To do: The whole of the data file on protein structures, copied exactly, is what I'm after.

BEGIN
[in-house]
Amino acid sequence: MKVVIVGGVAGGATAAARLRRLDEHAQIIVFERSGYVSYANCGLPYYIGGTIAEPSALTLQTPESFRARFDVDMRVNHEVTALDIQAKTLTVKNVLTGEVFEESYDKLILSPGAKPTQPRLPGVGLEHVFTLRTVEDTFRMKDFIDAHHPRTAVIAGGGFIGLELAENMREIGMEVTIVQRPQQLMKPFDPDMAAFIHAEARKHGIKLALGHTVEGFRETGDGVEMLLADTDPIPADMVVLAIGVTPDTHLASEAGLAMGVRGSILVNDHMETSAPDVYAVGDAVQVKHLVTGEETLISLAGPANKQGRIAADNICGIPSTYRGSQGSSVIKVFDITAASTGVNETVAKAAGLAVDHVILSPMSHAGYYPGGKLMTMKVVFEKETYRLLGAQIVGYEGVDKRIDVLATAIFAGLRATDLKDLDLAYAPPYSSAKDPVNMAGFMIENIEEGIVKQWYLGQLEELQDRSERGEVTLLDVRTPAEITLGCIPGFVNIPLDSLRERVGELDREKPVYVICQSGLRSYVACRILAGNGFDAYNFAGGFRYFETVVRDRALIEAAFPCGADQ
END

[in-house]
Amino acid sequence: MKVVIVGGVAGGATAAARLRRLDEHAQIIVFERSGYVSYANCGLPYYIGGTIAEPSALTLQTPESFRARFDVDMRVNHEVTALDIQAKTLTVKNVLTGEVFEESYDKLILSPGAKPTQPRLPGVGLEHVFTLRTVEDTFRMKDFIDAHHPRTAVIAGGGFIGLELAENMREIGMEVTIVQRPQQLMKPFDPDMAAFIHAEARKHGIKLALGHTVEGFRETGDGVEMLLADTDPIPADMVVLAIGVTPDTHLASEAGLAMGVRGSILVNDHMETSAPDVYAVGDAVQVKHLVTGEETLISLAGPANKQGRIAADNICGIPSTYRGSQGSSVIKVFDITAASTGVNETVAKAAGLAVDHVILSPMSHAGYYPGGKLMTMKVVFEKETYRLLGAQIVGYEGVDKRIDVLATAIFAGLRATDLKDLDLAYAPPYSSAKDPVNMAGFMIENIEEGIVKQWYLGQLEELQDRSERGEVTLLDVRTPAEITLGCIPGFVNIPLDSLRERVGELDREKPVYVICQSGLRSYVACRILAGNGFDAYNFAGGFRYFETVVRDRALIEAAFPCGADQ